Wednesday, January 02, 2013

2013 here we come

I'm off to a good start into 2013, at least on the work-related fronts. Russell Blackford and I submitted in the dying days of 2012 the final copy of our up-coming 50 Great Myths about Atheism to Wiley-Blackwell, our publisher. I have also been working diligently with Helga Kuhse and Peter Singer on the 3rd edition of Bioethics - An Anthology, which should also be out some time this year. It's going to be an 800+ pages doorstopper. The question is what to do with the remainder of my sabbatical, roughly another 9 months worth of no teaching and administrative responsibilities at the university. I need to get going on a book project on Global Health Ethics, but there's also a tempting new introductory bioethics textbook to produce that's heavily oriented toward the inclusion and utilisation of on-line networking tools. Difficult call, but a decision has to be made. I have also written a piece that's forthcoming during the next few days in the Journal of medical ethics. Using the debate on infanticide I show how bioethics journal editors come under ever-increasing scrutiny by political campaigners and other pressure groups to publish whatever it is that these campaigners and organizations deem 'right', and that we cease and desist from publishing content they disapprove of. These are worrying developments. Keep your eyes open for the article. I understand that it will be an Open Access document, but if it isn't, ask me for the pdf and I shall post it your way. With Ricardo Smalling I have co-authored a paper that also coming out in the next few days, this one in the Journal of Medical Humanities. We are looking there at the impact religiously motivated anti-gay sentiments have on the professional (or not so professional) conduct of some health care professionals. Not terribly original is our suggestion that tighter regulations are required to protect queer patients from such health care personnel's unprofessional conduct. But it had to be said. We are also taking head-on the silly idea that conscience based objections to homosexuality should be a valid reason to treat queer patients different to other patients. Right now I am revising the entry on 'Utilitarianism' for the 4th edition of the Encyclopedia of Bioethics. I had written pretty much what I thought ought to be said and passed it by a number of colleagues. I received plenty  of very constructive feed-back in the middle of the holiday season (who says academics are lazy!). During the rest of this week I will revise what I got, and then submit to the editors of the encyclopedia.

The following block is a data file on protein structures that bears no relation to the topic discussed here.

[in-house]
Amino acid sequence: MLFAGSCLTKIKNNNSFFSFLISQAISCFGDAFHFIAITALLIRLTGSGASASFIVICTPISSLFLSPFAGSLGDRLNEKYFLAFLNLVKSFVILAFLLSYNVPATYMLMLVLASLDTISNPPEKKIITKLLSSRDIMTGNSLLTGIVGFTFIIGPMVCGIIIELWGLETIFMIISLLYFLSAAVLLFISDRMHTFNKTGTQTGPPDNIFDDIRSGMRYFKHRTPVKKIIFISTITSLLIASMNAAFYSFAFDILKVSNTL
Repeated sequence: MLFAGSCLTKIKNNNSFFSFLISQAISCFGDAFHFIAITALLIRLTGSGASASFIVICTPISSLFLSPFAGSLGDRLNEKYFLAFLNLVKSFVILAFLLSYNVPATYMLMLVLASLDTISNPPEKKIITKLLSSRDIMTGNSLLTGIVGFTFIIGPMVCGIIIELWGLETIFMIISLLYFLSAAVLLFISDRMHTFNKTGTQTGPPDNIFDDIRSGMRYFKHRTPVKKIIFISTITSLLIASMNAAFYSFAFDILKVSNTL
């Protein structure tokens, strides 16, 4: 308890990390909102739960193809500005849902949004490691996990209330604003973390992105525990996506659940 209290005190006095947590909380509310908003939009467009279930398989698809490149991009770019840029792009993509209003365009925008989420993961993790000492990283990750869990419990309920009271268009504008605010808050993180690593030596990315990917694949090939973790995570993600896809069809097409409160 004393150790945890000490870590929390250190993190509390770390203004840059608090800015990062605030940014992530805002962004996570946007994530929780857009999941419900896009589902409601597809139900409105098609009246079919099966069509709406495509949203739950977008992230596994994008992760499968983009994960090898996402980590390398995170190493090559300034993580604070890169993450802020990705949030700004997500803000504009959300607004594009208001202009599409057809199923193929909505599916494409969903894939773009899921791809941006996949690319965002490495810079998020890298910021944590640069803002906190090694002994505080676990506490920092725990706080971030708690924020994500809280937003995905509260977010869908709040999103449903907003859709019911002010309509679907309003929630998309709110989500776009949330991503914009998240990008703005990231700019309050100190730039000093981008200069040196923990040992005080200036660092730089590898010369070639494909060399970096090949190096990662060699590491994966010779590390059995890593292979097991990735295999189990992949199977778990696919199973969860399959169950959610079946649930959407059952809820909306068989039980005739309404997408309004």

2013 will see in Canada a number of exciting landmark cases being decided by the Supreme Court (well, by virtue of them coming to the Supreme Court they got to be landmark cases, of course). Among them a case where the family of a patient in persistent vegetative state wants the taxpayers to fork out 2,000 C$ per day for futile medical care vs doctors who think they'd have the last word on cessation of treatment. I am not in favour of either party here, so I am curious what the Court will make of it all. Then, of course, presumably by the middle of the year, the Court should issue a finding on the constitutionality of the criminal code prohibition of any form of assisted dying in the country. I suspect that a lot will hang on whether the judges on the Court can be persuaded by one side or the other that there is or isn't a slippery slope from decriminalizing assisted dying in some form or shape to the killing of people who do not wish to see their lives terminated.  I have seen no proof for the existence of such a slippery-slope, but who knows what the judges on the Court will make of the arguments and evidence presented to it. If you were to ask me for a prediction, I would guess that the Court will find that the absolute prohibition of assisted dying in all cases simply is too broad, and that it will open the door for decriminalization in a restricted number of clearly defined cases. But then, your guess is as good as mine.

2013 promises to be an exciting year for us bioethics and health policy wonks.

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